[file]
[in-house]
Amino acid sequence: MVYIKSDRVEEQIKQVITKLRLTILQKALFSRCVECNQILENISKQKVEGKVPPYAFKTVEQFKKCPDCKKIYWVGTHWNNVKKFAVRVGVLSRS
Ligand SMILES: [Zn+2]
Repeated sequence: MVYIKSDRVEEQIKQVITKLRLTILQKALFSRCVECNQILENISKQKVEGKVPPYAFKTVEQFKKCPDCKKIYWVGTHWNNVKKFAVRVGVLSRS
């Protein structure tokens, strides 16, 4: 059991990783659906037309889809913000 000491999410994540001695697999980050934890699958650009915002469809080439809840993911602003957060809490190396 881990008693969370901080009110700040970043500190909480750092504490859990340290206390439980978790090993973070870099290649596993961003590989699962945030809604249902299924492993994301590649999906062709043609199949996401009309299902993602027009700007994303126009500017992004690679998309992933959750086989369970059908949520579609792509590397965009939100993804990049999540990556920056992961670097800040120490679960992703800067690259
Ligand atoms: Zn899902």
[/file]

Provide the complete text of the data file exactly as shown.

[in-house]
Amino acid sequence: MVYIKSDRVEEQIKQVITKLRLTILQKALFSRCVECNQILENISKQKVEGKVPPYAFKTVEQFKKCPDCKKIYWVGTHWNNVKKFAVRVGVLSRS
Ligand SMILES: [Zn+2]
Repeated sequence: MVYIKSDRVEEQIKQVITKLRLTILQKALFSRCVECNQILENISKQKVEGKVPPYAFKTVEQFKKCPDCKKIYWVGTHWNNVKKFAVRVGVLSRS
């Protein structure tokens, strides 16, 4: 059991990783659906037309889809913000 000491999410994540001695697999980050934890699958650009915002469809080439809840993911602003957060809490190396 881990008693969370901080009110700040970043500190909480750092504490859990340290206390439980978790090993973070870099290649596993961003590989699962945030809604249902299924492993994301590649999906062709043609199949996401009309299902993602027009700007994303126009500017992004690679998309992933959750086989369970059908949520579609792509590397965009939100993804990049999540990556920056992961670097800040120490679960992703800067690259
Ligand atoms: Zn899902």